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Win ME won't recognize my CD-ROM


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#1
CrankyCheryl

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A friend gave me her old computer (it has a faster processor and more memory than my compaq). She had just restored it after having a bunch of problems with it. She installed Win ME (I have the CD and the product key), but found out that Win ME doesn't have all the driver files on it that Win 98 has. The CD-ROM is a Samsung SC-140b and Win ME doesn't recognize it and so it doesn't even show up in "My Computer". I do know that I am supposed to find the driver for it online and save it to a floppy (the floppy drive works), but I haven't had much luck finding it. I went to the Samsung web site, but I could only find the manual availible for download. I am registered with DriverGuide.com, but I can only find Firmware, is this the same as a driver? I downloaded what I thought was the driver, but when I read the read me file that came with the download, it said I had to restart in DOS to install it and DOS mode is hidden or something in WIN ME. I went to a site that had a patch for WIN ME for finding and resarting in true DOS mode, but it was way too confusing (especailly since I can't print out the instructions). I need to know if Firmware is the same as a driver and if it is possible to find a driver that can be installed without having to do it in DOS mode. I can't go online with it because I can't install a modem without the CD-ROM. The computer is a Dell.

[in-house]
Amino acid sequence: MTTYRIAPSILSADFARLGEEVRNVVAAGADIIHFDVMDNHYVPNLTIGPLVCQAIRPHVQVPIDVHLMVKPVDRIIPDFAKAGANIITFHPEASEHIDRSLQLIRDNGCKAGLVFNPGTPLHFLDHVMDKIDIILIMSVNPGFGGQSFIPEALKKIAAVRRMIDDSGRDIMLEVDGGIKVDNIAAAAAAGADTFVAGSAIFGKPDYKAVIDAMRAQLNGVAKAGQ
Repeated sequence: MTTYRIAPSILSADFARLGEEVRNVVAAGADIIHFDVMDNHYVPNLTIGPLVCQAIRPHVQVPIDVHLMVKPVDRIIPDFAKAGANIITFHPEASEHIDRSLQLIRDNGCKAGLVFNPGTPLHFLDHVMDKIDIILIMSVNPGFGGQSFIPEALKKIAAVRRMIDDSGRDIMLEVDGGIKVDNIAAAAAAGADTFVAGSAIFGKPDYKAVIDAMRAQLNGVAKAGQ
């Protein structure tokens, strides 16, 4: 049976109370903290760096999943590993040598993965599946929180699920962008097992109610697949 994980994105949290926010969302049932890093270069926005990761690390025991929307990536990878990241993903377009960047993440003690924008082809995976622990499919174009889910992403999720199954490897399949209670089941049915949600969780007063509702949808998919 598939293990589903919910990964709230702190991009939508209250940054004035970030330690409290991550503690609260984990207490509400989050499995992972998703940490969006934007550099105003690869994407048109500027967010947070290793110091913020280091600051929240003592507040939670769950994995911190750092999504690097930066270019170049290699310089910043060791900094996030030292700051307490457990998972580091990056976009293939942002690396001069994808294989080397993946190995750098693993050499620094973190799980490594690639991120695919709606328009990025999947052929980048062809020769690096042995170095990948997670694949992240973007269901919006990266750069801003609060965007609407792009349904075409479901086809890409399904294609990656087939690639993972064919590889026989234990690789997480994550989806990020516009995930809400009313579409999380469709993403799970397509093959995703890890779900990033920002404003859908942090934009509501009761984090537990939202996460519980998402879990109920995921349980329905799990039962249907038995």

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#2
Tyger

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There are several possibilities here, one is that the BIOS settings disable the CD, another is that it is defective, did it work before? WinME is later than 98 and should be able to see more stuff. It also just may be an older type which requires a software installation, newer ones usually are picked up automatically. and NO, firmware is not the same as drivers, and you need to be very carefull with firmware upgrades, you can do more harm than good. It's also possible that your BIOS firmware in the machine could be upgraded, again be very carefull. However Dell makes it very simple and fairly safe to do upgrades, usually you just make a floppy and boot from it and everything is automatically done for you. Check to see if your version is the latest one.

Some simple things to do:

Make sure the cable are plugged in correctly. Make sure the CD is not on the same IDE cable with any hard drive and the connectors are seated at both ends.

Try another unit out of another machine, especially if you have an old one laying around.
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#3
Major Payne

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Might check here for your CD driver should you wind up needing it:

Samsung SC-140b

Ron
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#4
CrankyCheryl

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Tyger:
Yes the CD-ROM worked before the restore. Is there some way to access the BIOS settings to check if that is the problem? I am not familiar with it and haven't been able to locate it on my compaq (I'm trying to make sure I know what I will be checking, and how, before I switch everything over. She only gave me the hard drive, I have to use my own monitor, keyboard and mouse etc.. so I have to keep unhooking and rehooking everthing evertime I check something). I checked in the WIN ME Complete Reference Guide about BIOS, but I only found one mention of it in "Adding Memory" it says to "enter the computer's low-level configuration setup, also called BIOS setup or CMOS setup", but it doesn't say how to do that.